• Esu_patch_max50

    esu

    over 3 years ago

    498 Comments

    I like the bug strikes on the rear plate thing, never thought of that one. I also found that lots or perps would never use the a/c in a car. It could be a 100 deg July day and theyd be riding around with the windows open in a late model car that should have a working a/c unit. I used to think it was because they wanted to be able to hear better like the yelp on a siren, who knows.

  • Photo_user_blank_big

    stolen67ar

    over 3 years ago

    2 Comments

    Good article, but I think you left out a couple of things. As an investigator of auto thefts, the majority of what you say is true, however, my biggest issue is with the confidential numbers. I would not suggest you tell patrolmen to look for secondary numbers in the field. I have seen many officers simultaneously teach a potential perp. exactly where the hidden numbers are located by accident. Even though an arrest can be made, the next time he/she is stopped, the numbers will be removed. SECONDARY NUMBERS SHOULD ONLYBE LOCATED IN A CONTROLED ENVIROMENT, AWAY FROM PUBLIC VIEW.

    You did not mention defeated door locks, broken windows that have been taped up, windows pulled out of their frames, license plate and inspection sticker from a diffrent state, driver's seat in the half-rest position while in motion, rags tied around the steering column, concealing the damage to the ignition switch. A few additional tips to metnion to your readears.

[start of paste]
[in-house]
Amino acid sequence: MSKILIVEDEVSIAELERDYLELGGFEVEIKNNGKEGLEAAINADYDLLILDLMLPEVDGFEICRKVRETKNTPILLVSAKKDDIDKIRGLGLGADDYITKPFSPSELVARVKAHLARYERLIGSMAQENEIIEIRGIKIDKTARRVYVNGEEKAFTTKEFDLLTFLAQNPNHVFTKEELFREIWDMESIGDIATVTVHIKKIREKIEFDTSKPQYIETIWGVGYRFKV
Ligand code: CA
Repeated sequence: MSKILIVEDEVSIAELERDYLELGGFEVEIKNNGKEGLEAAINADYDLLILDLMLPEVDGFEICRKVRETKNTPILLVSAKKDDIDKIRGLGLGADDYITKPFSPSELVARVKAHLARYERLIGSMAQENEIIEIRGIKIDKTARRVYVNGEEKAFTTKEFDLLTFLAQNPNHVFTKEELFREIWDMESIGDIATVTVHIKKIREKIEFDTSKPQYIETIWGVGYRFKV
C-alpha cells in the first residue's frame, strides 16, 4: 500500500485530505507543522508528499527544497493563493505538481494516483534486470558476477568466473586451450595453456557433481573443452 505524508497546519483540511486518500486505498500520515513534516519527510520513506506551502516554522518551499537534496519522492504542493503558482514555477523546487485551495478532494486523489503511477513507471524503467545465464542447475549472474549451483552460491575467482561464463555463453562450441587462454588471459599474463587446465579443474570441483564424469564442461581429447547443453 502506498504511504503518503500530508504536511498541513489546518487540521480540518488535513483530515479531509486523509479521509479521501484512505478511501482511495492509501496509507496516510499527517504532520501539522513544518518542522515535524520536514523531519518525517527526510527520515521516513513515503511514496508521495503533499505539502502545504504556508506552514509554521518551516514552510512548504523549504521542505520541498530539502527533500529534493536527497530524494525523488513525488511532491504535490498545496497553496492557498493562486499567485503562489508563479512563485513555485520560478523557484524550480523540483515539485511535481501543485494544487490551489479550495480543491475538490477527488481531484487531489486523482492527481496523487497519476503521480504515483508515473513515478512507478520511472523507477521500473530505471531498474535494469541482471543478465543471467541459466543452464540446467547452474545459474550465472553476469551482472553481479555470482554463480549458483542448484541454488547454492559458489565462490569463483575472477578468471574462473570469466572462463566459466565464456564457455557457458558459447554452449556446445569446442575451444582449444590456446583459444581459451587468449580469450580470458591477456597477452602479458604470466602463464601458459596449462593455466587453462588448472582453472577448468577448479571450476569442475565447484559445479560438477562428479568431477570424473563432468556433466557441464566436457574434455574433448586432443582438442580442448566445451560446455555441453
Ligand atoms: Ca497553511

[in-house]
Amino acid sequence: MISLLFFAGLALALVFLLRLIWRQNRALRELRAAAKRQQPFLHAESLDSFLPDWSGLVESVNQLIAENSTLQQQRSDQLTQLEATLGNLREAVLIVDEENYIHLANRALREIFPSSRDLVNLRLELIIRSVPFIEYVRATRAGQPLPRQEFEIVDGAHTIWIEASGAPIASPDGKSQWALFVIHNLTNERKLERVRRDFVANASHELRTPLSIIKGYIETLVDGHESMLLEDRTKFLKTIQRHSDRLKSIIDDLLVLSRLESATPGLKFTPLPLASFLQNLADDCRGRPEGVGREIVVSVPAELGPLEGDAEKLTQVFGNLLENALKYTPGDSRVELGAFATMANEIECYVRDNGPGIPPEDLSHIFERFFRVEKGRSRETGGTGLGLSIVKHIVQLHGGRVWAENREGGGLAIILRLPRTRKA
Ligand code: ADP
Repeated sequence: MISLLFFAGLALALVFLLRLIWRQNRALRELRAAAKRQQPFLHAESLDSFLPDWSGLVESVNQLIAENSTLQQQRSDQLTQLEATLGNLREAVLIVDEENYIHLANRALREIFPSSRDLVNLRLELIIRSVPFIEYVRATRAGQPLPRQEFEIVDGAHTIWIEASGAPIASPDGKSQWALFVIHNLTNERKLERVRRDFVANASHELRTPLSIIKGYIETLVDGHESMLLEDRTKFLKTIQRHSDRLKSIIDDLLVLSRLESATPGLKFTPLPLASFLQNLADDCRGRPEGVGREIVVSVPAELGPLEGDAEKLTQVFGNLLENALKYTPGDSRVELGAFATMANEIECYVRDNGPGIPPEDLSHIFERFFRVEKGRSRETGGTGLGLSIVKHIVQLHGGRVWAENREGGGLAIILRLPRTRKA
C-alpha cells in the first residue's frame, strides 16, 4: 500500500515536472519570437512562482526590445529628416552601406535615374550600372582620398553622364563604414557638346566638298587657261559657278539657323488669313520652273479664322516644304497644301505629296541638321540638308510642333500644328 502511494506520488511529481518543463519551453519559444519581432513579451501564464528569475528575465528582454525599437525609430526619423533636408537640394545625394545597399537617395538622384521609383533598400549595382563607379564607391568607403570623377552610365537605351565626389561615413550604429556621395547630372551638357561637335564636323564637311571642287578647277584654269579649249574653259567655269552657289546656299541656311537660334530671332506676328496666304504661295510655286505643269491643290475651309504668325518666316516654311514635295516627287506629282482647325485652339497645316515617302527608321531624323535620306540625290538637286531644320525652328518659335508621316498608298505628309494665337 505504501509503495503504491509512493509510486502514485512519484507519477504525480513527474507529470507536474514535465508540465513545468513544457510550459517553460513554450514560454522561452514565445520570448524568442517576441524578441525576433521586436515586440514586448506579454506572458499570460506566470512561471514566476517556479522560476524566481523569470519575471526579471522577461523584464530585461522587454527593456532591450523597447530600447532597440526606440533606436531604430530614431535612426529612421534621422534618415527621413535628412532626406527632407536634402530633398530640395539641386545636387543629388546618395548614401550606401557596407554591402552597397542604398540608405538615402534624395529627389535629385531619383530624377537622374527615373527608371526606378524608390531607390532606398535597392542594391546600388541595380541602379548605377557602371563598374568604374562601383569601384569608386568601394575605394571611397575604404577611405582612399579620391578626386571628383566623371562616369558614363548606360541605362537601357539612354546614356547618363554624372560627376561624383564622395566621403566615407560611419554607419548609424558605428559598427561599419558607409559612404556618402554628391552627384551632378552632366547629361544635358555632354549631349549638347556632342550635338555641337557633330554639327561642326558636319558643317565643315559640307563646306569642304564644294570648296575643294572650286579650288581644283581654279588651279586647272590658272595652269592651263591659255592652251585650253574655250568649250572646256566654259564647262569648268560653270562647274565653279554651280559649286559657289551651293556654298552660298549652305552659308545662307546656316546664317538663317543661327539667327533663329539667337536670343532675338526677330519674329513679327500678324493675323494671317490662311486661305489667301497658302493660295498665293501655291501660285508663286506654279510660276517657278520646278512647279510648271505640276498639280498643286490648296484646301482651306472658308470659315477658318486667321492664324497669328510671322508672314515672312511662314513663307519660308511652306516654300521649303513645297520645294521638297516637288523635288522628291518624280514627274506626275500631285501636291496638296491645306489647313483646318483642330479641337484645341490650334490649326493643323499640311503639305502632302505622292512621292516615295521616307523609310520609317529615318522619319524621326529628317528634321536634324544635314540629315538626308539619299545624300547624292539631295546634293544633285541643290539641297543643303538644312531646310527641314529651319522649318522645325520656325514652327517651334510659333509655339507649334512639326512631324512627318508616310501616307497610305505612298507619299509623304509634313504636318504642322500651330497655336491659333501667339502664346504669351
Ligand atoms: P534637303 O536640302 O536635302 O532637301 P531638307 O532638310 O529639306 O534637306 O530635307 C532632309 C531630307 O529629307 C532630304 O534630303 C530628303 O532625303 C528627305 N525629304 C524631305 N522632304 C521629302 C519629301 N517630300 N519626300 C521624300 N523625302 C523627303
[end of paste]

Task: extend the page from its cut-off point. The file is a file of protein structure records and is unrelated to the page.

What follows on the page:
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    SirBeavis

    over 3 years ago

    6 Comments

    Something I don't think was mentioned that's led to 2 stolens for me was insect/bug strikes on the rear plate. ended up plates were removed from another vehicle and the front plates were put on the rear of the stolens.

  • Drknite_max50

    drknite298

    over 3 years ago

    474 Comments

    Good Info..

  • Me_max50

    wittcop

    over 3 years ago

    24 Comments

    excellent

  • 792504602_1__max50

    Cubancop031

    over 3 years ago

    168 Comments

    A very informative article that is very useful for the patrol officer. You can look for a few more "indicators" of vehicle theft activity such as busted out wing windows, punched out vehicle locks, "bogus" buyers/dealer temp tags...in Texas there are many types of these tags, so when you run them they should come back with a return...if not then you might have a "hit". WATCH OUT for BOOBY TRAPS in abandoned vehicles!!!!! Be safe and God Bless!